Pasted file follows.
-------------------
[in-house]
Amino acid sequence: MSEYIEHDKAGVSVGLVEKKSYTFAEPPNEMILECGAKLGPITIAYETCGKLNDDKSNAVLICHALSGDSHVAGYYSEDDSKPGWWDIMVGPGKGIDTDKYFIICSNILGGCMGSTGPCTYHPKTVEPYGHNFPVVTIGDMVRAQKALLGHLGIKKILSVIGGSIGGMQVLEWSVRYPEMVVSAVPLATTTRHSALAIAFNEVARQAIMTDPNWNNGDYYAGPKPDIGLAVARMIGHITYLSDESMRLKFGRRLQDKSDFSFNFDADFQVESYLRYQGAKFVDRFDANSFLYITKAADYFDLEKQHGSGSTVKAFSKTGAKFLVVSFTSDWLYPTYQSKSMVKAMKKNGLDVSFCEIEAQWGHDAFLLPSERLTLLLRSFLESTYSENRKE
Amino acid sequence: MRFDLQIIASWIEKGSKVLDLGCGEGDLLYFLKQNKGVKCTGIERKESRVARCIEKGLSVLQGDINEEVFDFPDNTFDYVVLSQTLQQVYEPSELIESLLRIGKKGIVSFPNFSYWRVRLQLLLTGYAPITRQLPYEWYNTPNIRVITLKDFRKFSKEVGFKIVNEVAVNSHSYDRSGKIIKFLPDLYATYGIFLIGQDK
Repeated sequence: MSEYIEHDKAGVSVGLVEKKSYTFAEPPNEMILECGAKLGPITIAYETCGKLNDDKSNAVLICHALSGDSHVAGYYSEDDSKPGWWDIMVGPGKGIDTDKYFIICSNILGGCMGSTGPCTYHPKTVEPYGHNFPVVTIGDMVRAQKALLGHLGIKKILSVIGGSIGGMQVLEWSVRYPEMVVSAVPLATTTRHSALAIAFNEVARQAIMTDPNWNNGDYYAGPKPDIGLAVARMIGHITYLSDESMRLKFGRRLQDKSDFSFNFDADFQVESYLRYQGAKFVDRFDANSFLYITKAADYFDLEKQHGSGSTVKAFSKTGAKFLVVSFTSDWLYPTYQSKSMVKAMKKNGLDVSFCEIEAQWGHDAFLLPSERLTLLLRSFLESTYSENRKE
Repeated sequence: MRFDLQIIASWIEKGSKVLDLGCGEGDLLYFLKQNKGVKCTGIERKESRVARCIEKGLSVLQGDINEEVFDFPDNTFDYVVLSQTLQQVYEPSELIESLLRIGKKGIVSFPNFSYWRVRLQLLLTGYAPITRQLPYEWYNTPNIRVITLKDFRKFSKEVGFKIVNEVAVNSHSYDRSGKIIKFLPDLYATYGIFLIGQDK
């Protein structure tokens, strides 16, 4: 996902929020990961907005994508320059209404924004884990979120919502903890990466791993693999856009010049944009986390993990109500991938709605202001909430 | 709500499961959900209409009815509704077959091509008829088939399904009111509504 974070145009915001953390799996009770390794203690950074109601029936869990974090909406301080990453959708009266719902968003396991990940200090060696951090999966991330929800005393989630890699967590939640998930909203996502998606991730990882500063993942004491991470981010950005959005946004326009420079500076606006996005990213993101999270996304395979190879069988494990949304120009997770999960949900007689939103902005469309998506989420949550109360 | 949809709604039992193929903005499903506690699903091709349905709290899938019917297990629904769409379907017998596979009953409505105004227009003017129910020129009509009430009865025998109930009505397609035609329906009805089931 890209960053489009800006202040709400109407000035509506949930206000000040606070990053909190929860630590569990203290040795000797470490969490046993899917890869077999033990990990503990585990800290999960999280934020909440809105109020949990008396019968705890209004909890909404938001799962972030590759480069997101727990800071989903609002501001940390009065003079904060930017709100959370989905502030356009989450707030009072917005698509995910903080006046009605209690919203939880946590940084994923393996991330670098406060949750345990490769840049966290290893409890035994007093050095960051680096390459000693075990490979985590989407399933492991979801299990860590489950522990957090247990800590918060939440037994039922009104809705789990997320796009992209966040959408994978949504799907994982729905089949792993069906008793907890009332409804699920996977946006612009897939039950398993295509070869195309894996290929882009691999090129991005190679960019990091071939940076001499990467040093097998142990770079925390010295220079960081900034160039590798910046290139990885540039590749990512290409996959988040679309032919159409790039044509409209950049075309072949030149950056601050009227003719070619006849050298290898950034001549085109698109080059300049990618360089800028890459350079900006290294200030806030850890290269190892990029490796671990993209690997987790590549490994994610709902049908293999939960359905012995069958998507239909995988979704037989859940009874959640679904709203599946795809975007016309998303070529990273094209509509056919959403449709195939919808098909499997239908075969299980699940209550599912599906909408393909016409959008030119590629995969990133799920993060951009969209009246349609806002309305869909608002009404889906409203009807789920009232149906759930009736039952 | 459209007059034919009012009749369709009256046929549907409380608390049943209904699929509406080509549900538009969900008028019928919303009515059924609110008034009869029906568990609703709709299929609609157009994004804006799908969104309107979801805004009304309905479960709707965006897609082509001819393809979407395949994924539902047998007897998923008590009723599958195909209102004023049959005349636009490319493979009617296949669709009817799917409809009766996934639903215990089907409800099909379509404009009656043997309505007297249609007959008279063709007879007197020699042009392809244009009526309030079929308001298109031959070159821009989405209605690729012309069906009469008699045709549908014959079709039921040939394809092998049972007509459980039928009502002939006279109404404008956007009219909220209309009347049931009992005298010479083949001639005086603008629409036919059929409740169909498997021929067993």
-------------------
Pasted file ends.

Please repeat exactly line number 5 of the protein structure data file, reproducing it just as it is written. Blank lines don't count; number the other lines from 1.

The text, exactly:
Repeated sequence: MRFDLQIIASWIEKGSKVLDLGCGEGDLLYFLKQNKGVKCTGIERKESRVARCIEKGLSVLQGDINEEVFDFPDNTFDYVVLSQTLQQVYEPSELIESLLRIGKKGIVSFPNFSYWRVRLQLLLTGYAPITRQLPYEWYNTPNIRVITLKDFRKFSKEVGFKIVNEVAVNSHSYDRSGKIIKFLPDLYATYGIFLIGQDK